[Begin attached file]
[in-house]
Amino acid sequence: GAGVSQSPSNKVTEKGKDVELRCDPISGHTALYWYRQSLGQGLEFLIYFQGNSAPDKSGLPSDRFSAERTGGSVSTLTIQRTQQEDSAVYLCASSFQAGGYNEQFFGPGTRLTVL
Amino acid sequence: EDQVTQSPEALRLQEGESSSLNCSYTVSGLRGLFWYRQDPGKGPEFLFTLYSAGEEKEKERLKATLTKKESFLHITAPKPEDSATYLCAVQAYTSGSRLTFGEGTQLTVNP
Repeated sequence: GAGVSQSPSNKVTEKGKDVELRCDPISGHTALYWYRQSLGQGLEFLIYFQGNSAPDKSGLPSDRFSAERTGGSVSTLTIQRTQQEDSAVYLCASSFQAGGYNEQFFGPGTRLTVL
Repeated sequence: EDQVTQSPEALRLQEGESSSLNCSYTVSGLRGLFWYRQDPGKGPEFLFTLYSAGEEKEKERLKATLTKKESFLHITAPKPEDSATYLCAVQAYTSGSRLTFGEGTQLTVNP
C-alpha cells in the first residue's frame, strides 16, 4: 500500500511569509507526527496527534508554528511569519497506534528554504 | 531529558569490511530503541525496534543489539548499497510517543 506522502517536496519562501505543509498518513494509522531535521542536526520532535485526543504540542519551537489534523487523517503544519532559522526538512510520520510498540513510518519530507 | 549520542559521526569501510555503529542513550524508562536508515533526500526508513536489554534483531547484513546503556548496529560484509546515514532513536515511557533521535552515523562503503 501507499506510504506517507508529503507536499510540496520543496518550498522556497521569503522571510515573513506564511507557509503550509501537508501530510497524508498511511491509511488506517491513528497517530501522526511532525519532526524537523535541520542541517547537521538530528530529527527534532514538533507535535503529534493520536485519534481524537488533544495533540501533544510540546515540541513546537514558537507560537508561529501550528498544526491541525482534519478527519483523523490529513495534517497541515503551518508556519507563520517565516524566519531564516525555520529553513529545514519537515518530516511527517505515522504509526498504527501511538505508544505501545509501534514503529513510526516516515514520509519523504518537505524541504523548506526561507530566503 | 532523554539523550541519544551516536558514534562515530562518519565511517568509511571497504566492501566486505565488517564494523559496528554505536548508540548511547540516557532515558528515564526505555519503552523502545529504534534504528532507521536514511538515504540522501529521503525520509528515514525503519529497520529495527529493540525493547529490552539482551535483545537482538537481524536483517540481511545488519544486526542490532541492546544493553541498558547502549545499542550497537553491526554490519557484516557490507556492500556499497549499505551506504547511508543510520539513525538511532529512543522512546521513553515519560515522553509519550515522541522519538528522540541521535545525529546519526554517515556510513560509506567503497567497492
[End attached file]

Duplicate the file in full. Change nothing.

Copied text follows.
[in-house]
Amino acid sequence: GAGVSQSPSNKVTEKGKDVELRCDPISGHTALYWYRQSLGQGLEFLIYFQGNSAPDKSGLPSDRFSAERTGGSVSTLTIQRTQQEDSAVYLCASSFQAGGYNEQFFGPGTRLTVL
Amino acid sequence: EDQVTQSPEALRLQEGESSSLNCSYTVSGLRGLFWYRQDPGKGPEFLFTLYSAGEEKEKERLKATLTKKESFLHITAPKPEDSATYLCAVQAYTSGSRLTFGEGTQLTVNP
Repeated sequence: GAGVSQSPSNKVTEKGKDVELRCDPISGHTALYWYRQSLGQGLEFLIYFQGNSAPDKSGLPSDRFSAERTGGSVSTLTIQRTQQEDSAVYLCASSFQAGGYNEQFFGPGTRLTVL
Repeated sequence: EDQVTQSPEALRLQEGESSSLNCSYTVSGLRGLFWYRQDPGKGPEFLFTLYSAGEEKEKERLKATLTKKESFLHITAPKPEDSATYLCAVQAYTSGSRLTFGEGTQLTVNP
C-alpha cells in the first residue's frame, strides 16, 4: 500500500511569509507526527496527534508554528511569519497506534528554504 | 531529558569490511530503541525496534543489539548499497510517543 506522502517536496519562501505543509498518513494509522531535521542536526520532535485526543504540542519551537489534523487523517503544519532559522526538512510520520510498540513510518519530507 | 549520542559521526569501510555503529542513550524508562536508515533526500526508513536489554534483531547484513546503556548496529560484509546515514532513536515511557533521535552515523562503503 501507499506510504506517507508529503507536499510540496520543496518550498522556497521569503522571510515573513506564511507557509503550509501537508501530510497524508498511511491509511488506517491513528497517530501522526511532525519532526524537523535541520542541517547537521538530528530529527527534532514538533507535535503529534493520536485519534481524537488533544495533540501533544510540546515540541513546537514558537507560537508561529501550528498544526491541525482534519478527519483523523490529513495534517497541515503551518508556519507563520517565516524566519531564516525555520529553513529545514519537515518530516511527517505515522504509526498504527501511538505508544505501545509501534514503529513510526516516515514520509519523504518537505524541504523548506526561507530566503 | 532523554539523550541519544551516536558514534562515530562518519565511517568509511571497504566492501566486505565488517564494523559496528554505536548508540548511547540516557532515558528515564526505555519503552523502545529504534534504528532507521536514511538515504540522501529521503525520509528515514525503519529497520529495527529493540525493547529490552539482551535483545537482538537481524536483517540481511545488519544486526542490532541492546544493553541498558547502549545499542550497537553491526554490519557484516557490507556492500556499497549499505551506504547511508543510520539513525538511532529512543522512546521513553515519560515522553509519550515522541522519538528522540541521535545525529546519526554517515556510513560509506567503497567497492